A government-private sector panel at the Campbells Fund Focus raised once again questions about the competitiveness of parts of Cayman’s funds sector.
The Cayman Islands funds industry has borne the brunt of fee increases in recent years. At the same time, the industry has changed significantly, with investors and regulators calling for more corporate governance and transparency. The demands have not only added to the costs of setting up and operating a fund, but have also made the provision of supporting fund services more expensive.
In combination, this means that parts of the Cayman Islands funds industry are not or no longer will be competitive, panelists at the Campbells Fund Focus conference said.
Canover Watson, managing director of Admiral Administration, noted government’s revenue measures, including increased fees for the industry – initially characterized as temporary – are not sustainable. The work permit for an accountant, for instance, went from $3,000 to $15,000 over the past years. “In the long term it will price Cayman out of the competition,” he said.
Fund administrators are particularly cost-sensitive, and in the past have outsourced operations and moved jobs from Cayman overseas. Other support functions have stayed put so far.
Graeme Sunley, partner at PwC and president of the Cayman Islands Society of Professional Accountants, said accounting firms have not made use of outsourcing to the same extent as the fund administration industry, but the firms are cost conscious and aware that these solutions are available across their international networks.
While firms in Cayman will always maintain senior positions here as a center of excellence, one should not underestimate how important less senior positions are in terms of job creation and contributions to the economy.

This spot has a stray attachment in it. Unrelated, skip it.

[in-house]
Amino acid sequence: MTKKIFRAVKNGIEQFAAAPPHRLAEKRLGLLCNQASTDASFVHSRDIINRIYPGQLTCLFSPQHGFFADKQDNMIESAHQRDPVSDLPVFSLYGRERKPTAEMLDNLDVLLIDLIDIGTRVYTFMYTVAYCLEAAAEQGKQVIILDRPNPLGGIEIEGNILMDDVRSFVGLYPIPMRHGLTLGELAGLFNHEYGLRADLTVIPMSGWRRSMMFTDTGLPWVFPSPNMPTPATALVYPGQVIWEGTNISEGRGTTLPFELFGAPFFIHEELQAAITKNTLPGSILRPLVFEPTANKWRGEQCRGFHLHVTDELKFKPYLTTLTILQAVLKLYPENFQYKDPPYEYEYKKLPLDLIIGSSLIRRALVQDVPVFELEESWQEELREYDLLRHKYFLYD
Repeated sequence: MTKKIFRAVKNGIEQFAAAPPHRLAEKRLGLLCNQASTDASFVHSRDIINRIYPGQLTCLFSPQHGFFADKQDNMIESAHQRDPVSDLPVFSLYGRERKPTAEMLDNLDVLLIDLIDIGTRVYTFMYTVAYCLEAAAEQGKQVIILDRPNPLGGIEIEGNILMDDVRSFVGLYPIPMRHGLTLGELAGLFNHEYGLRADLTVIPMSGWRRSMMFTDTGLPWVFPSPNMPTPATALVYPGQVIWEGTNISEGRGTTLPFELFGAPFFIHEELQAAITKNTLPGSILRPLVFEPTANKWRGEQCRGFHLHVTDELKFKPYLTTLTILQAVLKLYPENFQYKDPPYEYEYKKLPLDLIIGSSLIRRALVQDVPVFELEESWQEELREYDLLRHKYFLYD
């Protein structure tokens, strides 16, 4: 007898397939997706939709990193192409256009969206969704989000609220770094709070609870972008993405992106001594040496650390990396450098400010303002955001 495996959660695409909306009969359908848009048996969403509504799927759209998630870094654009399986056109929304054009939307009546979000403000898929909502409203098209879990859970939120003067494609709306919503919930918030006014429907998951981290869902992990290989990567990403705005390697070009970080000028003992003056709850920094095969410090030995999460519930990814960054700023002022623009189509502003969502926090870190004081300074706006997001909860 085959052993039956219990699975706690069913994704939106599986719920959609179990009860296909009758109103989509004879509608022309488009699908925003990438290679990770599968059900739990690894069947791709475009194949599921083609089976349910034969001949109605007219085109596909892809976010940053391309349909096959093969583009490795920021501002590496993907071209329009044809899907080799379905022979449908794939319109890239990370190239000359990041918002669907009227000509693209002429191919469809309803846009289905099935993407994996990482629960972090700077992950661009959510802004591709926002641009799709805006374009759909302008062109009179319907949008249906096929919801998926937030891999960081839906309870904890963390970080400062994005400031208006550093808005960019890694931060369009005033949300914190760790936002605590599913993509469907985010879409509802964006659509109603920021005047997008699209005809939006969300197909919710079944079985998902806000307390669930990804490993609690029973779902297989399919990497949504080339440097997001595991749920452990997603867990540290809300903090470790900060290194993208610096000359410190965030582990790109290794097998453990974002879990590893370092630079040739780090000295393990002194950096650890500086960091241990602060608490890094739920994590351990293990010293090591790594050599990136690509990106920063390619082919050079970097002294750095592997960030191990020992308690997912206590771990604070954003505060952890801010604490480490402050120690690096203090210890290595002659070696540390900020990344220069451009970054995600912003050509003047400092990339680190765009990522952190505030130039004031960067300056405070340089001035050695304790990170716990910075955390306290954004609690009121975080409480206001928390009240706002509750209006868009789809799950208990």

At the same time, Sunley believes, it is unrealistic to expect that fees will be rolled back, because finding alternative revenue sources would simply represent another set of challenges.
“But I do think that we do have a ceiling in terms of the level of fees that service providers can sustain,” he said, adding that the industry wants to see a period of stability and if possible consolidation of fees.
This would also support clients such as start-up fund managers who are facing an increasing number of hurdles. While fees may not be their main problem, fee stability over the next years would certainly help, Sunley noted.
Linburgh Martin, deputy chairman of CIMA and chairman of Intertrust, agreed that it is probably not realistic to roll back fees. “However, here is my proposition to the private sector in terms of reducing your cost base: Employ more Caymanians. Caymanians are, if you look at it, probably 25 percent less costly and 100 percent more loyal.”
Describing Caymanians as an untapped resource, he said employers should “challenge their HR department to try harder.”
Watson disagreed, stating that Cayman as a country does not have the numbers to hire and cannot develop Caymanians fast enough to compete against the likes of the United States or Canada.
“It is not a question of not having qualified Caymanians. Those Caymanians will be given an opportunity. I hear the rhetoric, there are all these Caymanians unemployed, but we never talk about what jobs are available and what skill set do Caymanians need to have to fill those jobs,” Watson said.
Following the financial crisis and increasing calls for more transparency and more regular and detailed fund reporting, the industry has changed, requiring different types of services at different price levels, he said.